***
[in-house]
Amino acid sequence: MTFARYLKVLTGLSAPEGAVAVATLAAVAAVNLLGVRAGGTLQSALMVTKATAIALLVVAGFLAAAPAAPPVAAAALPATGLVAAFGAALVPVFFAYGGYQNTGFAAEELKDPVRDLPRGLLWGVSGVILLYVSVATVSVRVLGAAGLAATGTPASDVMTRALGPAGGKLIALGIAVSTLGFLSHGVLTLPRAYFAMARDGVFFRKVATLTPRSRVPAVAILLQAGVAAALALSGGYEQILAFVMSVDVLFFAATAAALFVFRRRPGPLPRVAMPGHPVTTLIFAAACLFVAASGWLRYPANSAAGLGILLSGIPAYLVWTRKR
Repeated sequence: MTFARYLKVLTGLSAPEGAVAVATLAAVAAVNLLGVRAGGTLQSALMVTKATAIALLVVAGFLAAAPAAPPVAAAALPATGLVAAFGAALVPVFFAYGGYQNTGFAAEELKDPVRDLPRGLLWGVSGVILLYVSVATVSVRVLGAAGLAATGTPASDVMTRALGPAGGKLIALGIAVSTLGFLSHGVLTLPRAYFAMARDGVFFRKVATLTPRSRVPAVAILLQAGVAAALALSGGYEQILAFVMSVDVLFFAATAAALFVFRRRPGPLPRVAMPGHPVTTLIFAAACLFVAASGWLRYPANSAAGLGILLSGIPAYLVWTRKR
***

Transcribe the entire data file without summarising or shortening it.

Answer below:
[in-house]
Amino acid sequence: MTFARYLKVLTGLSAPEGAVAVATLAAVAAVNLLGVRAGGTLQSALMVTKATAIALLVVAGFLAAAPAAPPVAAAALPATGLVAAFGAALVPVFFAYGGYQNTGFAAEELKDPVRDLPRGLLWGVSGVILLYVSVATVSVRVLGAAGLAATGTPASDVMTRALGPAGGKLIALGIAVSTLGFLSHGVLTLPRAYFAMARDGVFFRKVATLTPRSRVPAVAILLQAGVAAALALSGGYEQILAFVMSVDVLFFAATAAALFVFRRRPGPLPRVAMPGHPVTTLIFAAACLFVAASGWLRYPANSAAGLGILLSGIPAYLVWTRKR
Repeated sequence: MTFARYLKVLTGLSAPEGAVAVATLAAVAAVNLLGVRAGGTLQSALMVTKATAIALLVVAGFLAAAPAAPPVAAAALPATGLVAAFGAALVPVFFAYGGYQNTGFAAEELKDPVRDLPRGLLWGVSGVILLYVSVATVSVRVLGAAGLAATGTPASDVMTRALGPAGGKLIALGIAVSTLGFLSHGVLTLPRAYFAMARDGVFFRKVATLTPRSRVPAVAILLQAGVAAALALSGGYEQILAFVMSVDVLFFAATAAALFVFRRRPGPLPRVAMPGHPVTTLIFAAACLFVAASGWLRYPANSAAGLGILLSGIPAYLVWTRKR